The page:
Gypsum, the more philosophical of the two, pointed out that everything had a good chance of getting wet again during the river crossing, so there was no reason to await the drying before tackling the river.
But how to accomplish that crossing was a point of contention. They arrived at the river where thick and strong pylons, set deep into the ground on the riverbank, gave evidence of a bridge or pier that was long ago swept away. They could see similar pylons on the opposite bank about two hundred feet away. They had more than enough rope to cover that distance.
Feldspar proposed that one end of the rope be tied around him and the other around one of the pylons. Then he would wade or swim across, attach his end of the rope to a pylon on the other side, and Gypsum could then cross.
Riotori do not swim well or often, but they can propel themselves successfully through the water with a savage dog paddle that treated the water like they treated any enemy.
The younger twin had another idea. According to the map the closest of their destination villages was two miles upriver. He wanted to walk that way on their current side and see if a bridge or boat or some other means of crossing presented itself.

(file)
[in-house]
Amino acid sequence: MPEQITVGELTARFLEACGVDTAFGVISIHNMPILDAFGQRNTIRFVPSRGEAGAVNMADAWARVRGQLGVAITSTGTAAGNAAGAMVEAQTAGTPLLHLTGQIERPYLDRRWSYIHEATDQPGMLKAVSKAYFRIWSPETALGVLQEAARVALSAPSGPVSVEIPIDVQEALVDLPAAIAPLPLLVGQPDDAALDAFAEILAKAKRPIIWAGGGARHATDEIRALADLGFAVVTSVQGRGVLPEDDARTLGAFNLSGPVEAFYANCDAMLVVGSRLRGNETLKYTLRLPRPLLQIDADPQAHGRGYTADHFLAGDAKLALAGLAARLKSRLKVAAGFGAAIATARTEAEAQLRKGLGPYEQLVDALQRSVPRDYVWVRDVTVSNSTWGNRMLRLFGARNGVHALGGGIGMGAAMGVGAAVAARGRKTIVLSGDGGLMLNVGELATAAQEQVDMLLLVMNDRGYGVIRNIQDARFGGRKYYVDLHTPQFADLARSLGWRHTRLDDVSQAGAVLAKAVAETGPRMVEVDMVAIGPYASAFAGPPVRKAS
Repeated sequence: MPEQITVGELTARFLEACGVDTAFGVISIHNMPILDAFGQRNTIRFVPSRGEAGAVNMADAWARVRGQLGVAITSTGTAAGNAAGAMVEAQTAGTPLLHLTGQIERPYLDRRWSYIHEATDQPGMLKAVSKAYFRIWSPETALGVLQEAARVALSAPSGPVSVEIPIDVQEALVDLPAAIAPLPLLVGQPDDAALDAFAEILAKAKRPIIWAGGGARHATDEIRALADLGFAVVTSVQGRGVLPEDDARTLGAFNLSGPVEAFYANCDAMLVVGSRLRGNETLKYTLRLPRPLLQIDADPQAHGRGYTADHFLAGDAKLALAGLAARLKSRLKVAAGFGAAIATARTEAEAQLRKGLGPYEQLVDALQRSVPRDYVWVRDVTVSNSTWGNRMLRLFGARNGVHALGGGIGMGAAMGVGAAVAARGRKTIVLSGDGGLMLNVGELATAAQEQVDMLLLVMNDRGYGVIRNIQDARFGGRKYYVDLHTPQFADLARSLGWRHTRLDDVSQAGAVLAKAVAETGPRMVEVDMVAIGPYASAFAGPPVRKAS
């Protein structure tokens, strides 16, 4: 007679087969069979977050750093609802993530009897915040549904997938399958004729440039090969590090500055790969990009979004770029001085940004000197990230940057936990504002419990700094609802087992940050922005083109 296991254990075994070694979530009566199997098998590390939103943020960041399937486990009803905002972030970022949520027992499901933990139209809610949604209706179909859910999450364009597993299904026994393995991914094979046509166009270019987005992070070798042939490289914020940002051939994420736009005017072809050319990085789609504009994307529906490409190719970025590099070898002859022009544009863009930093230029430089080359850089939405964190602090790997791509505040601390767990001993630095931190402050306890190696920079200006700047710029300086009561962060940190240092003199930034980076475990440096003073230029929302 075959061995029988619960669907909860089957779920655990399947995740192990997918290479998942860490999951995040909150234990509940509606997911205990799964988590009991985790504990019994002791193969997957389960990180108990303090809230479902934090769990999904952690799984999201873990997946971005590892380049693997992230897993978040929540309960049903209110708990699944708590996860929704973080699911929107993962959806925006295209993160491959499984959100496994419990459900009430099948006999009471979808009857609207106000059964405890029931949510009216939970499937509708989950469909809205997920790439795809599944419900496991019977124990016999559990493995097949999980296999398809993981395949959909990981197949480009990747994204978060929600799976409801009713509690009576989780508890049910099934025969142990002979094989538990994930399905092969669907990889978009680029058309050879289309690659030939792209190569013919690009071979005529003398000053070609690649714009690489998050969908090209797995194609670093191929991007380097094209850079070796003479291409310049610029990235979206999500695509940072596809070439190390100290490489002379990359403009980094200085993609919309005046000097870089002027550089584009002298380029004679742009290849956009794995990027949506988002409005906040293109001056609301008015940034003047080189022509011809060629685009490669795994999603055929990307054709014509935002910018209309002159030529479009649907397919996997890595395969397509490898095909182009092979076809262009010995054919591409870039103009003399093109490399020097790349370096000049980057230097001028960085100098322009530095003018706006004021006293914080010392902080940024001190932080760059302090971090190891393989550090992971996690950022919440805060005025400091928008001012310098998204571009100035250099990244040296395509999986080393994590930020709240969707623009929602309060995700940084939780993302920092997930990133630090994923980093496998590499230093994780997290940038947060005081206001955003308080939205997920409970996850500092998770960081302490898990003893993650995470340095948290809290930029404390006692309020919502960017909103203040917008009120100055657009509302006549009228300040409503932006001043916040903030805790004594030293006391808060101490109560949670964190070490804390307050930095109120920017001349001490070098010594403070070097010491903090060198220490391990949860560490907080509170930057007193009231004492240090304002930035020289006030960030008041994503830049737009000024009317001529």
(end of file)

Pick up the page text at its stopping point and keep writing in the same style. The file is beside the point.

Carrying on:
Feldspar insisted that crossing the river first made more sense. Here was a definite means for crossing. There was no certainty that any other would be available further upstream.
Gypsum retorted, reasonably, that a chance for a bridge or boat was more likely nearer the village.
While they stood, almost arguing, the far side of the river filled up with a herd of buffalo. These six-legged six-horned ruminants weighed about three times that of the largest Riotori. They also were blessed with grumpy dispositions and a particularly hostile attitude toward anything that walked on two legs. Ranchers had managed over the generations to domesticate some of them, since they taste quite good, cooked or raw, and their hides after tanning are practically indestructible.
But the three dozen quenching their thirst at the opposite riverbank were not domesticated. Two of the largest bulls took turns watching the two Riotori. Their body language betrayed an unmistakable hostility.
The oldest brother sighed with aggravated resignation and the twins began the trek upstream.